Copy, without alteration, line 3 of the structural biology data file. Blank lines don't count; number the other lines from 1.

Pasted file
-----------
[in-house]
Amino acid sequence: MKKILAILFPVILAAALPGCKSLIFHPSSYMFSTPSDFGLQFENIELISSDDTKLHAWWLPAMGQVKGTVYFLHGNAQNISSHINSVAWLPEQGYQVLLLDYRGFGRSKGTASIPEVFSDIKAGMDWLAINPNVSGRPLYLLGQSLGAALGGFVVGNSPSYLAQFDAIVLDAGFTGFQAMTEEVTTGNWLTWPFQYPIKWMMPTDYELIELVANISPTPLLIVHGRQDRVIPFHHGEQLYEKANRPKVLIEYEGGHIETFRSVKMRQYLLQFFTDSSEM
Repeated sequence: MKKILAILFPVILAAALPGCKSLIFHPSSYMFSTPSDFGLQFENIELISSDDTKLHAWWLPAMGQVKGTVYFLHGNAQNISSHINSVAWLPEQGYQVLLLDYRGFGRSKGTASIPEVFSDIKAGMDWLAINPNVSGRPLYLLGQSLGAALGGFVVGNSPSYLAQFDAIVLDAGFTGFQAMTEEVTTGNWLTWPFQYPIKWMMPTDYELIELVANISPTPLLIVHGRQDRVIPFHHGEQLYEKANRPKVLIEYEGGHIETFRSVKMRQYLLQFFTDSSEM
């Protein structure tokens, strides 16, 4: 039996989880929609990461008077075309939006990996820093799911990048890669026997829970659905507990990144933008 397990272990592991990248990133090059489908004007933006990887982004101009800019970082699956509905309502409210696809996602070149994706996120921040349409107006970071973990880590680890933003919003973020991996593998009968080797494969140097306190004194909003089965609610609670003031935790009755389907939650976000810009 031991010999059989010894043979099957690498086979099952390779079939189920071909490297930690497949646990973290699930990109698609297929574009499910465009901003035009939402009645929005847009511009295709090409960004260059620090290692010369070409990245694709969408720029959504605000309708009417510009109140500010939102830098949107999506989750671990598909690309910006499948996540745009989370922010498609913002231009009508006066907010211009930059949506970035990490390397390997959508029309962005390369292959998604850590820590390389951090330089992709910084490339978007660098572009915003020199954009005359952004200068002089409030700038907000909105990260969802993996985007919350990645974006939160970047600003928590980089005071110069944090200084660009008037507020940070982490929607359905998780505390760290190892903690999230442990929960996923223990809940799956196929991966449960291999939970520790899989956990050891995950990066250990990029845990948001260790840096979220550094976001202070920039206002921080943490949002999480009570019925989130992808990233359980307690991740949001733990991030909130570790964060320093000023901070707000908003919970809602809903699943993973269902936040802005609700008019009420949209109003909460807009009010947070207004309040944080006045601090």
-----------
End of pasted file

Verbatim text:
Repeated sequence: MKKILAILFPVILAAALPGCKSLIFHPSSYMFSTPSDFGLQFENIELISSDDTKLHAWWLPAMGQVKGTVYFLHGNAQNISSHINSVAWLPEQGYQVLLLDYRGFGRSKGTASIPEVFSDIKAGMDWLAINPNVSGRPLYLLGQSLGAALGGFVVGNSPSYLAQFDAIVLDAGFTGFQAMTEEVTTGNWLTWPFQYPIKWMMPTDYELIELVANISPTPLLIVHGRQDRVIPFHHGEQLYEKANRPKVLIEYEGGHIETFRSVKMRQYLLQFFTDSSEM